I'm trying to take advantage of paying for the wi-fi for my two flights so here are a few links to peruse as well.
Seattle PI columnist and ESPN 710 Jim Moore writes a column with this premise: Is Chone Figgins the most disliked Mariner of all time?
It's an interesting question. Obviously covering the team, you have your preferences of who you like and dislike to deal with. But it's different from a fan's perspective. I will say that judging from my emails, seeing facebook comments and also seeing the number of tweets, Figgins is not well liked by fans. It's one thing to underperform to an expensive contract, but the other issues - the pouting, the confrontation with Don Wakamatsu last year, the "dumb question" comments and other things seemed to have irritate M's fans more and more.
Moore does a good job of breaking down the candidates.
Never miss a local story.
That being said, I didn't think it was possible for anyone to knock off Bobby Ayala or Scott Spiezio or Carlos Silva on the most disliked list.
What do you think?
Let's go from a guy that's disliked to a guy that's impossible not to like. I covered Jeff Clement for more than three seasons with the Mariners organization. You won't find a nicer guy in baseball. He's genuinely a good guy that you can't help but want to see succeed. Unfortunately, he hasn't. I thought for certain he was going to hit in 2008 and 2009, and he just couldn't get sustained success at the big league level. Yes, the injuries were an issue. But I think his confidence took a hit.
Anyway, Jon Paul Morosi of Foxsports.com caught up with Clement, who is rehabbing microfracture surgery on his knee.
“I don’t spend time thinking, what-if this? What-if that?” Clement said over the phone from Bradenton, Fla., where he’s locked into a rehab/cardio program seven days a week. “I’ve moved forward. Everything happened the way it did. I’m where I’m at today, looking ahead to the future.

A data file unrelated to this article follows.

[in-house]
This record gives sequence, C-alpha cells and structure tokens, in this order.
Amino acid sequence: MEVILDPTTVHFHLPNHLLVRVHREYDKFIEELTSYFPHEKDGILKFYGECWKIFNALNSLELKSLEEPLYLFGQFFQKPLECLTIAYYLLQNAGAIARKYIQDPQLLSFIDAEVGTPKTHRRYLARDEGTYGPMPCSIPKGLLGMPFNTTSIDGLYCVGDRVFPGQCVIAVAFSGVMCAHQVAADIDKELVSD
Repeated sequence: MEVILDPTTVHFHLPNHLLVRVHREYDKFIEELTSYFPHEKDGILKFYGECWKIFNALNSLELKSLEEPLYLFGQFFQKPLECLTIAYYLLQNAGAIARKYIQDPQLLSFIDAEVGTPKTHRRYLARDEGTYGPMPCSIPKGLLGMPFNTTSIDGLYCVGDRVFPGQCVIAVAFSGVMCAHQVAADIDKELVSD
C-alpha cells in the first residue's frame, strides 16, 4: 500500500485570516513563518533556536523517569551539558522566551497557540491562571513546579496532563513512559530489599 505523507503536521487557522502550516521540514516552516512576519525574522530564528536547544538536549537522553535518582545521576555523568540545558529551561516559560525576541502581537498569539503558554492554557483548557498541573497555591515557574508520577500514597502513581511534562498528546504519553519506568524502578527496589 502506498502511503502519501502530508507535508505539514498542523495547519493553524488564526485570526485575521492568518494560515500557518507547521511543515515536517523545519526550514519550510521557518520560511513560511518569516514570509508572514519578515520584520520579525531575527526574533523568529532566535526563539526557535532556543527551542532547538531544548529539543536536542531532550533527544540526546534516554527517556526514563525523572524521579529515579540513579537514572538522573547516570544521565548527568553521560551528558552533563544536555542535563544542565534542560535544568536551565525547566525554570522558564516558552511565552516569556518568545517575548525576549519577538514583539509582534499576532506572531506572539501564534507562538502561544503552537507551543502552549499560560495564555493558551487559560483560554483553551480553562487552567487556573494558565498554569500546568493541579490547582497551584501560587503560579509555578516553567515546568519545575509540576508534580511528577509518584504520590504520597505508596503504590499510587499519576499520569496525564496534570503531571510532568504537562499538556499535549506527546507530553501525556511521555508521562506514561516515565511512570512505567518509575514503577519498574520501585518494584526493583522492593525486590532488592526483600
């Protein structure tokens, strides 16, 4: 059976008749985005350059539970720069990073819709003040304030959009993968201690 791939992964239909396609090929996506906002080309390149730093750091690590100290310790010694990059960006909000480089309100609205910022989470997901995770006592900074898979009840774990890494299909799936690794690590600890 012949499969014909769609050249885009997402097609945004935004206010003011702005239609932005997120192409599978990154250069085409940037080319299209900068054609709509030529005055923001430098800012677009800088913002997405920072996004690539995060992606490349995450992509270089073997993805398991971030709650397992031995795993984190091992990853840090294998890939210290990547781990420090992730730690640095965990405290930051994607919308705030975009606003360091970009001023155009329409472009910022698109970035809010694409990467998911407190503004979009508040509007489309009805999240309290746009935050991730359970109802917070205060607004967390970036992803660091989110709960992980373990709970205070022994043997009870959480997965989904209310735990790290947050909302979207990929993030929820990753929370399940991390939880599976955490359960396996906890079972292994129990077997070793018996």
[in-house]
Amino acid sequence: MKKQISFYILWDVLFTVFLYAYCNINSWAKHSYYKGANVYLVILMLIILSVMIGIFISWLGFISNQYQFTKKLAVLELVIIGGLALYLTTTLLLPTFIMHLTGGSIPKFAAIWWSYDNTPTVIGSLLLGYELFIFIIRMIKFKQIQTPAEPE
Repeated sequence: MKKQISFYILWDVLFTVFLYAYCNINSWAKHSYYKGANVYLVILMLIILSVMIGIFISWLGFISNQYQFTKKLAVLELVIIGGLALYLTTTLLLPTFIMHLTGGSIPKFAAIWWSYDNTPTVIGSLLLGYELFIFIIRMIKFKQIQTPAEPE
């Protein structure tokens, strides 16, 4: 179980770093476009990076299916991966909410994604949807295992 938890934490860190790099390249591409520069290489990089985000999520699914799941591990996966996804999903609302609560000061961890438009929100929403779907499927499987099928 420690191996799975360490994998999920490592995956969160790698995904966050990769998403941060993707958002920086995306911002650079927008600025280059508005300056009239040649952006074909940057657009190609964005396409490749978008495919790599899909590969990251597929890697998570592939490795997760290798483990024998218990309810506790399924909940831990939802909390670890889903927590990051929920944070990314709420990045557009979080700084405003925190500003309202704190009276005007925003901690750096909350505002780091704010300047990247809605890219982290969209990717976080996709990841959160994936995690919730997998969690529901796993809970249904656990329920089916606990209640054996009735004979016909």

Clement was part of the vaunted 2005 draft class that we've discussed on here. Not only does Morosi talk with Clement, but he talks with former GM Bill Bavasi, who had planned to take Troy Tulowitzki with the No.3 pick, but then changed his mind the night before the draft because he had his shortstop of the future - Yuniesky Betancourt.
“Catching being what it is, we gambled,” Bill Bavasi, then the Mariners’ general manager, recalled over the weekend. “Thought if we hit on a left-handed-hitting catcher with power, we’d really have something.”
We can look at the what-if's, but regardless of what Bavasi says, he did make decisions based on the idea that Yuni and Jose Lopez were locked in as their middle infield for the long term, giving them extensions and never holding them accountable making them compete for their jobs. And that was a horrible miscalculation.
TNT columnist John McGrath took in the game with me yesterday. And he wrote this column about bunting. And that the Mariners need to stop doing it so much and cherish the 27 outs they get in a game.
I saw something else Sunday. I saw a team that had so little confidence in its potential to put together a rally against a high-quality pitcher that it surrendered.
A bunt – especially a leadoff bunt attempted by a No. 3 hitter – is a kind of surrender, a public acknowledgement that a legitimate swing will translate into an unfavorable result.